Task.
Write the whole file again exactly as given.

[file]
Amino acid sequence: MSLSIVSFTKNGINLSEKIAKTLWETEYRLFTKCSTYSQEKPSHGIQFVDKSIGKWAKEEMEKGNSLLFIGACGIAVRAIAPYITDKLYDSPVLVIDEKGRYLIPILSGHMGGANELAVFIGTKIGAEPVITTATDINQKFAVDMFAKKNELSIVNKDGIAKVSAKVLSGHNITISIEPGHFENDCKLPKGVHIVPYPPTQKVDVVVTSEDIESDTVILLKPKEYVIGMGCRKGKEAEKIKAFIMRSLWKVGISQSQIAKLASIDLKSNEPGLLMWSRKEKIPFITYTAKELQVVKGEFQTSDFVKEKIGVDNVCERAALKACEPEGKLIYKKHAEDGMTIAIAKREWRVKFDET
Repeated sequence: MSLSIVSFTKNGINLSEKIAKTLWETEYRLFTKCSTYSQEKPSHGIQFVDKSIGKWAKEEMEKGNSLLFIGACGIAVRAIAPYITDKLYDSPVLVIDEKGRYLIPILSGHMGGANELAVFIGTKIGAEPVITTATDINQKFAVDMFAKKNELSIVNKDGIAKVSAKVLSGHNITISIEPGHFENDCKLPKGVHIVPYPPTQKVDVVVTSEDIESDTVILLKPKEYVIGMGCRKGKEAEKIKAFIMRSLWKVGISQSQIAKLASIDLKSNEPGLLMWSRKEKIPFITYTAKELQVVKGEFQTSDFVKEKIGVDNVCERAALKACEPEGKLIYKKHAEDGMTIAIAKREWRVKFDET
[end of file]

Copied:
Amino acid sequence: MSLSIVSFTKNGINLSEKIAKTLWETEYRLFTKCSTYSQEKPSHGIQFVDKSIGKWAKEEMEKGNSLLFIGACGIAVRAIAPYITDKLYDSPVLVIDEKGRYLIPILSGHMGGANELAVFIGTKIGAEPVITTATDINQKFAVDMFAKKNELSIVNKDGIAKVSAKVLSGHNITISIEPGHFENDCKLPKGVHIVPYPPTQKVDVVVTSEDIESDTVILLKPKEYVIGMGCRKGKEAEKIKAFIMRSLWKVGISQSQIAKLASIDLKSNEPGLLMWSRKEKIPFITYTAKELQVVKGEFQTSDFVKEKIGVDNVCERAALKACEPEGKLIYKKHAEDGMTIAIAKREWRVKFDET
Repeated sequence: MSLSIVSFTKNGINLSEKIAKTLWETEYRLFTKCSTYSQEKPSHGIQFVDKSIGKWAKEEMEKGNSLLFIGACGIAVRAIAPYITDKLYDSPVLVIDEKGRYLIPILSGHMGGANELAVFIGTKIGAEPVITTATDINQKFAVDMFAKKNELSIVNKDGIAKVSAKVLSGHNITISIEPGHFENDCKLPKGVHIVPYPPTQKVDVVVTSEDIESDTVILLKPKEYVIGMGCRKGKEAEKIKAFIMRSLWKVGISQSQIAKLASIDLKSNEPGLLMWSRKEKIPFITYTAKELQVVKGEFQTSDFVKEKIGVDNVCERAALKACEPEGKLIYKKHAEDGMTIAIAKREWRVKFDET